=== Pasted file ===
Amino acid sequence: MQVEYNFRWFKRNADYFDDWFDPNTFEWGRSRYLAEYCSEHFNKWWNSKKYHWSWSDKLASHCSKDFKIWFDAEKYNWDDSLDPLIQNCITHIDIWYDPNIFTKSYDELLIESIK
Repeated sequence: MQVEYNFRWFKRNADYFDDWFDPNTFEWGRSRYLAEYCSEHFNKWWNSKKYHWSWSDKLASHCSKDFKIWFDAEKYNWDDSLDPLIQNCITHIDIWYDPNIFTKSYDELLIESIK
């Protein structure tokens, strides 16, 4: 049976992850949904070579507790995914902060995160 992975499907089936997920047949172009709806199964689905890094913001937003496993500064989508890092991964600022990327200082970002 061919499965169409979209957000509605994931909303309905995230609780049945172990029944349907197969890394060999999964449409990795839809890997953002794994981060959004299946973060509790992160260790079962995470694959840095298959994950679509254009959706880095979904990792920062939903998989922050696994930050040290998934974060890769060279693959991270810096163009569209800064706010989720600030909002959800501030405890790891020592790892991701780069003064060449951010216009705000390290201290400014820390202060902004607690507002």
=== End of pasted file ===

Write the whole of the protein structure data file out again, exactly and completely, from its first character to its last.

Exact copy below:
Amino acid sequence: MQVEYNFRWFKRNADYFDDWFDPNTFEWGRSRYLAEYCSEHFNKWWNSKKYHWSWSDKLASHCSKDFKIWFDAEKYNWDDSLDPLIQNCITHIDIWYDPNIFTKSYDELLIESIK
Repeated sequence: MQVEYNFRWFKRNADYFDDWFDPNTFEWGRSRYLAEYCSEHFNKWWNSKKYHWSWSDKLASHCSKDFKIWFDAEKYNWDDSLDPLIQNCITHIDIWYDPNIFTKSYDELLIESIK
């Protein structure tokens, strides 16, 4: 049976992850949904070579507790995914902060995160 992975499907089936997920047949172009709806199964689905890094913001937003496993500064989508890092991964600022990327200082970002 061919499965169409979209957000509605994931909303309905995230609780049945172990029944349907197969890394060999999964449409990795839809890997953002794994981060959004299946973060509790992160260790079962995470694959840095298959994950679509254009959706880095979904990792920062939903998989922050696994930050040290998934974060890769060279693959991270810096163009569209800064706010989720600030909002959800501030405890790891020592790892991701780069003064060449951010216009705000390290201290400014820390202060902004607690507002």